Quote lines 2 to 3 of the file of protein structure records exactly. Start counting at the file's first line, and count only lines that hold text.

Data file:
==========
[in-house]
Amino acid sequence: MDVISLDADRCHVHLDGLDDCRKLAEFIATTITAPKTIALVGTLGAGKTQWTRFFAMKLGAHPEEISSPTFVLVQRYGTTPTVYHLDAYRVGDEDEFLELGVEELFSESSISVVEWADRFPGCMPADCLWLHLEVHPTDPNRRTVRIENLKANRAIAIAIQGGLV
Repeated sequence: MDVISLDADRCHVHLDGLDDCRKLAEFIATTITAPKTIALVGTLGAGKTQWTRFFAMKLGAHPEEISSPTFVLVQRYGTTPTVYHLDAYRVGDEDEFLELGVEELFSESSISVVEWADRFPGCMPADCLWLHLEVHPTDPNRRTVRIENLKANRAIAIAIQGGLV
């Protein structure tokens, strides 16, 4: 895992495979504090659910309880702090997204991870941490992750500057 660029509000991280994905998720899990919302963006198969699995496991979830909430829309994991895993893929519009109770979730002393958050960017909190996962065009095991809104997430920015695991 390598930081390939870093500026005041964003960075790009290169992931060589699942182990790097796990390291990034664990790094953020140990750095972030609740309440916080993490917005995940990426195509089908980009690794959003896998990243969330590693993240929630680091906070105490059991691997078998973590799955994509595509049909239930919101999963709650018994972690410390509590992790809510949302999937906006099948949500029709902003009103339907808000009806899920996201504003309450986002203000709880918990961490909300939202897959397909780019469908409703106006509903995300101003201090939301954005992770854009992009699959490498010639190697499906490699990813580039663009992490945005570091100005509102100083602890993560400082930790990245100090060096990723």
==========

Amino acid sequence: MDVISLDADRCHVHLDGLDDCRKLAEFIATTITAPKTIALVGTLGAGKTQWTRFFAMKLGAHPEEISSPTFVLVQRYGTTPTVYHLDAYRVGDEDEFLELGVEELFSESSISVVEWADRFPGCMPADCLWLHLEVHPTDPNRRTVRIENLKANRAIAIAIQGGLV
Repeated sequence: MDVISLDADRCHVHLDGLDDCRKLAEFIATTITAPKTIALVGTLGAGKTQWTRFFAMKLGAHPEEISSPTFVLVQRYGTTPTVYHLDAYRVGDEDEFLELGVEELFSESSISVVEWADRFPGCMPADCLWLHLEVHPTDPNRRTVRIENLKANRAIAIAIQGGLV